Then we must do no wrong? Nor when injured injure in return, as the many imagine; for we must injure no one at all? Again, Critomay we do evil? And what of doing evil in return for evil, which is the morality of the many—is that just or not?
You may proceed, for I have not changed my mind. Then ought Socrates to desert or not? Then I will go on to the next point, which may be put in the form of a question: He ought to do what he thinks right.
But if this is true, what is the application? In leaving the prison against the will of the Athenians, do I wrong any? Do I not desert the principles which were acknowledged by us to be just—what do you say? I cannot tell, Socrates; for I do not know. The Laws come and argue with him.
Then consider the matter in this way: Do you imagine that a state can subsist and not be overthrown, in which the decisions of law have no power, but are set aside and trampled upon by individuals?
Any one, and especially a rhetorician, will have a good deal to say on behalf of the law which requires a sentence to be carried out. Has he any fault to find with them?
Tell us,—What complaint have you to make against us which justifies you in attempting to destroy us and the state? In the first place did we not bring you into existence?
Your father married your mother by our aid and begat you. Say whether you have any objection to urge against those of us who regulate marriage? Were not the laws, which have the charge of education, right in commanding your father to train you in music and gymnastic?
And if this is true you are not on equal terms with us; nor can you think that you have a right to do to us what we are doing to you. Would you have any right to strike or revile or do any other evil to your father or your master, if you had one, because you have been struck or reviled by him, or received some other evil at his hands?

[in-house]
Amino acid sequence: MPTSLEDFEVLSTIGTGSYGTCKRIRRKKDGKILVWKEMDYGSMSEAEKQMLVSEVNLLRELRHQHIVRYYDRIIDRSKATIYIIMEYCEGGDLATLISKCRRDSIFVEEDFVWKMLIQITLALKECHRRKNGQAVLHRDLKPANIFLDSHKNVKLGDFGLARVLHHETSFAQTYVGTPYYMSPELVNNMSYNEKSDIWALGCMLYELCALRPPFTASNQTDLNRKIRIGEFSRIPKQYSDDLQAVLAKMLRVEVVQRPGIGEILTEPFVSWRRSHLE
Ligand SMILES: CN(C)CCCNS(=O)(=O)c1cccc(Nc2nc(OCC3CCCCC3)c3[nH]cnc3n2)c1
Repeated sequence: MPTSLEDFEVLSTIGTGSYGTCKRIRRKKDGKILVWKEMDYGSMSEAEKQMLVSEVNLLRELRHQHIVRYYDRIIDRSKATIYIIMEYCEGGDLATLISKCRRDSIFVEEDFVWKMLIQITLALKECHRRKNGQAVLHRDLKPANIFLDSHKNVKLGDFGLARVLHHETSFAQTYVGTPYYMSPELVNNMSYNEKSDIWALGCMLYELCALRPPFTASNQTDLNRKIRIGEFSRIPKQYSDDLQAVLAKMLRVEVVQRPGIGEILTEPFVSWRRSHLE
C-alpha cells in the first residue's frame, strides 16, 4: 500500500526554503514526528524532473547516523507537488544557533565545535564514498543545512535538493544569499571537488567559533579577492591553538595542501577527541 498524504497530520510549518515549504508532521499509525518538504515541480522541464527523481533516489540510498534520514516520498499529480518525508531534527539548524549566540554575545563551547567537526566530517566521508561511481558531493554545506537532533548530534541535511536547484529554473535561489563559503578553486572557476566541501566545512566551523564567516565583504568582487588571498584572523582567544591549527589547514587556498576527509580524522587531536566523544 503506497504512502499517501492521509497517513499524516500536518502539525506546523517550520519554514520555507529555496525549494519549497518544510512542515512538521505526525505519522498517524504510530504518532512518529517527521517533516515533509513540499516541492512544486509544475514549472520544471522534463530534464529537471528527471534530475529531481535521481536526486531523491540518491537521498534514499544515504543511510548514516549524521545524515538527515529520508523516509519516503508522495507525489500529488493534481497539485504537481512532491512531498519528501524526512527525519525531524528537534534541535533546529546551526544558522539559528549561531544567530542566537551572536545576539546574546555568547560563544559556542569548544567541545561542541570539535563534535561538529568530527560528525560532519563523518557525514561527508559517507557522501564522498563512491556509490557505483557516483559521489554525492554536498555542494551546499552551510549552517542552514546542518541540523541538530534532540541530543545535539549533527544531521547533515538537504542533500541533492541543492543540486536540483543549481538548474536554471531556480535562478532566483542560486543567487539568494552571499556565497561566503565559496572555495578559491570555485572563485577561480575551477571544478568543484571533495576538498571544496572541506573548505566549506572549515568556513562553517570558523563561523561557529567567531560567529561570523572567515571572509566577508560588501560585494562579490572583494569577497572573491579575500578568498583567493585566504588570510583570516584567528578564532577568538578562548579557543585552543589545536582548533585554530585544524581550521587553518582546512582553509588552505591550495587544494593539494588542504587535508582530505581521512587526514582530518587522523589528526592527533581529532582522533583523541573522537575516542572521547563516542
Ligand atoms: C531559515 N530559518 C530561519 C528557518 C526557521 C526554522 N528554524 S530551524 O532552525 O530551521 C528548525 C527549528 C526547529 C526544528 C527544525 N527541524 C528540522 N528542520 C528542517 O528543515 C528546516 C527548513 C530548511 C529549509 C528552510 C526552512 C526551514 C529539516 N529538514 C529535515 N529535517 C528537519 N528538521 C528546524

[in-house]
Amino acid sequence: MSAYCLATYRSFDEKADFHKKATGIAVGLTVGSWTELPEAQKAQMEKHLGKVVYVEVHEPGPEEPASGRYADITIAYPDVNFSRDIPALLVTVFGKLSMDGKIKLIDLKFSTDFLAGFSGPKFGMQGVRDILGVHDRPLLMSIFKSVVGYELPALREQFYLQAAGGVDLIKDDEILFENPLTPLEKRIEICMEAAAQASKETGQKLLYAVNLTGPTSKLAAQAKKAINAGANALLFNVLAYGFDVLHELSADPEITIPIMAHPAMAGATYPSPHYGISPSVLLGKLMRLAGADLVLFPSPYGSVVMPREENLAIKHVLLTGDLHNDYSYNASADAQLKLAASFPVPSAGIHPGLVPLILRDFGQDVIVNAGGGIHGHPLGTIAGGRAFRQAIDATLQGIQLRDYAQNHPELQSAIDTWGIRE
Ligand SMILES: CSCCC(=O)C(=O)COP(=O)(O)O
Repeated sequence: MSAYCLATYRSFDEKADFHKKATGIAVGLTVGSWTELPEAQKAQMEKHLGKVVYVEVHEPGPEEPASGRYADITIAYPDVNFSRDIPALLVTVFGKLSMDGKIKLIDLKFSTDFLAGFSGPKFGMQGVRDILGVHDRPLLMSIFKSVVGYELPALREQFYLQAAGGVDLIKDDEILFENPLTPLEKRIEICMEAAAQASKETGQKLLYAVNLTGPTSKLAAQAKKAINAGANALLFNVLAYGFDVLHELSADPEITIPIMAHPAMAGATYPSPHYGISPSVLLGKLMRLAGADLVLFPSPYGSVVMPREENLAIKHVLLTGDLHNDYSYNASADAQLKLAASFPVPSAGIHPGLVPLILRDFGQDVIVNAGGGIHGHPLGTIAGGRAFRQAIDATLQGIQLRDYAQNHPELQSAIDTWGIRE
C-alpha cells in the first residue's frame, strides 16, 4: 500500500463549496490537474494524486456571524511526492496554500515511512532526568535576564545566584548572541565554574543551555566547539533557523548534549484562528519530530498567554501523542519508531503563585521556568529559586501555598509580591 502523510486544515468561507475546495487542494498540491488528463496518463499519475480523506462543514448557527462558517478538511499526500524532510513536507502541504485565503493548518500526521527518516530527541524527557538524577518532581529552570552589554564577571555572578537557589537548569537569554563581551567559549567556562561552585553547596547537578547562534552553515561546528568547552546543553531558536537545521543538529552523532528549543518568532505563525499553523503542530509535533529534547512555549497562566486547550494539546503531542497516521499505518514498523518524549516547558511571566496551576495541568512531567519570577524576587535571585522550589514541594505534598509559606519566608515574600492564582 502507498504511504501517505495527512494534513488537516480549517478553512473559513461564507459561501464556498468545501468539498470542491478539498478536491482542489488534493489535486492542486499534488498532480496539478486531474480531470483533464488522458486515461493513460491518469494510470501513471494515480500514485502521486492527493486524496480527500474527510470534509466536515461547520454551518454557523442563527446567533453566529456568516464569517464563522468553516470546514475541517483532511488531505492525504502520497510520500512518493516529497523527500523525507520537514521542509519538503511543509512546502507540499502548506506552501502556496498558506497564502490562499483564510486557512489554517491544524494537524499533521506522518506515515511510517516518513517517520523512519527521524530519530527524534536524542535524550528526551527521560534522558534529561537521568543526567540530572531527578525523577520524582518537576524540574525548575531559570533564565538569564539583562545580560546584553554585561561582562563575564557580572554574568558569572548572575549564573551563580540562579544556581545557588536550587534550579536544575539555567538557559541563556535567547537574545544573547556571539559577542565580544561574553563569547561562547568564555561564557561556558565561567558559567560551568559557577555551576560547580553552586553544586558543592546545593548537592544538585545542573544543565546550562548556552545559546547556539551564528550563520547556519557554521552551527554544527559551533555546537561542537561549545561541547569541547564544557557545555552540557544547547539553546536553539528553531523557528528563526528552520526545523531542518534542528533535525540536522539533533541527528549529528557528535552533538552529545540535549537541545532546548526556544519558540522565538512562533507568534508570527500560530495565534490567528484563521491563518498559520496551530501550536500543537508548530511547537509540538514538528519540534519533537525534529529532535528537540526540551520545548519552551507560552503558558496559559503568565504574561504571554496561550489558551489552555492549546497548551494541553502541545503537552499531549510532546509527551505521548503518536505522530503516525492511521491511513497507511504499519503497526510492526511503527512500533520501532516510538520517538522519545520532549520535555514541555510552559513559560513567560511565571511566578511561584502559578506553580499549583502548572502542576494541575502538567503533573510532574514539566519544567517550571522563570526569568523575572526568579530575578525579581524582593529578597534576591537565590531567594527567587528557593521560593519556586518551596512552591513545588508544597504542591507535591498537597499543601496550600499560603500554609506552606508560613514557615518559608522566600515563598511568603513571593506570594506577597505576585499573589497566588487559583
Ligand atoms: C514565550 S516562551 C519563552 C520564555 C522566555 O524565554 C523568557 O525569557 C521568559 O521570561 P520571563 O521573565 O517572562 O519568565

And because we think right to destroy you, do you think that you have any right to destroy us in return, and your country as far as in you lies? Will you, O professor of true virtue, pretend that you are justified in this?Socrates in the Crito. In at least TWO full pages, EXPLAIN the following: In the Crito, how is it that Socrates can be considered to have made an agreement or “contract” with the Laws?
Summary. The Crito records the conversation that took place in the prison where Socrates was confined awaiting his leslutinsduphoenix.com is in the form of a dialog between Socrates and Crito, an elderly Athenian who for many years has been a devoted friend of Socrates and a firm believer in his ethical teachings.
Crito (/ ˈ k r aɪ t oʊ / KRY-toh or / ˈ k r iː t oʊ / KREE-toh; Ancient Greek: Κρίτων) is a dialogue by the ancient Greek philosopher Plato. It depicts a conversation between Socrates and his wealthy friend Crito regarding justice (δικαιοσύνη), injustice (ἀδικία), and the appropriate response to injustice.
Plato’s “Apology” and “Crito”, I believe Socrates’ philosophy of not doing harmful things on purpose, because of ignorance, or the act of doing it unwillingly, is false. First I will show you some contradictions introduced in the books of the Apology, and Crito and explain them.
Echoing Socrates in Plato’s Crito (51cd), Maurizio Viroli writes: “ We have a moral obligation towards our country because we are indebted to it.
This explanation, however, does not apply in the case of patriotism. Patriotism is not but another extension of the duty of concern for others; it is a special concern for my country.
Socrates's Argument Fallacies and Crito by Plato In five pages this paper discusses Socrates' argument fallacies as they are portrayed in Crito by Plato.